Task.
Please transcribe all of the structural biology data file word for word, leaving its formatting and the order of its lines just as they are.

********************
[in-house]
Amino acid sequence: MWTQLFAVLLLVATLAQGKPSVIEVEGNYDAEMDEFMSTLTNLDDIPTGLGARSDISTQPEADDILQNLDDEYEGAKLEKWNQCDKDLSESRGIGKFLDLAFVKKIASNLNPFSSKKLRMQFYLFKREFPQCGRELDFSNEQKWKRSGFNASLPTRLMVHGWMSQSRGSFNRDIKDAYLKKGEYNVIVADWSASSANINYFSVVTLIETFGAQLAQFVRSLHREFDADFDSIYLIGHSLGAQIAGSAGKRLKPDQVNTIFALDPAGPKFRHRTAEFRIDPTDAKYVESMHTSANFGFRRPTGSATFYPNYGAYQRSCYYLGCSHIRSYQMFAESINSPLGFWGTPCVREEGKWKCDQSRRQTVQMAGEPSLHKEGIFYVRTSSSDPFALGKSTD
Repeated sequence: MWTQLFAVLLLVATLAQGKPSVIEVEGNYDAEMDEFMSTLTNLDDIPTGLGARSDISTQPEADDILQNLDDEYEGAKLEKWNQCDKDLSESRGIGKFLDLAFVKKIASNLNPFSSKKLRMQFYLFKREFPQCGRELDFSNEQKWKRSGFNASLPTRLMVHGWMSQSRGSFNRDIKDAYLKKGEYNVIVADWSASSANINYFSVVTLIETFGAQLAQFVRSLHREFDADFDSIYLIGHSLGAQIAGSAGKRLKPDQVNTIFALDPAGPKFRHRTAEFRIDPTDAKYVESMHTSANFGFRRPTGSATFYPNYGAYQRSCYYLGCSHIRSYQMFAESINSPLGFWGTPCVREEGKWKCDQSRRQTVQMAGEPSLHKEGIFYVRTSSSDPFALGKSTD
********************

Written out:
[in-house]
Amino acid sequence: MWTQLFAVLLLVATLAQGKPSVIEVEGNYDAEMDEFMSTLTNLDDIPTGLGARSDISTQPEADDILQNLDDEYEGAKLEKWNQCDKDLSESRGIGKFLDLAFVKKIASNLNPFSSKKLRMQFYLFKREFPQCGRELDFSNEQKWKRSGFNASLPTRLMVHGWMSQSRGSFNRDIKDAYLKKGEYNVIVADWSASSANINYFSVVTLIETFGAQLAQFVRSLHREFDADFDSIYLIGHSLGAQIAGSAGKRLKPDQVNTIFALDPAGPKFRHRTAEFRIDPTDAKYVESMHTSANFGFRRPTGSATFYPNYGAYQRSCYYLGCSHIRSYQMFAESINSPLGFWGTPCVREEGKWKCDQSRRQTVQMAGEPSLHKEGIFYVRTSSSDPFALGKSTD
Repeated sequence: MWTQLFAVLLLVATLAQGKPSVIEVEGNYDAEMDEFMSTLTNLDDIPTGLGARSDISTQPEADDILQNLDDEYEGAKLEKWNQCDKDLSESRGIGKFLDLAFVKKIASNLNPFSSKKLRMQFYLFKREFPQCGRELDFSNEQKWKRSGFNASLPTRLMVHGWMSQSRGSFNRDIKDAYLKKGEYNVIVADWSASSANINYFSVVTLIETFGAQLAQFVRSLHREFDADFDSIYLIGHSLGAQIAGSAGKRLKPDQVNTIFALDPAGPKFRHRTAEFRIDPTDAKYVESMHTSANFGFRRPTGSATFYPNYGAYQRSCYYLGCSHIRSYQMFAESINSPLGFWGTPCVREEGKWKCDQSRRQTVQMAGEPSLHKEGIFYVRTSSSDPFALGKSTD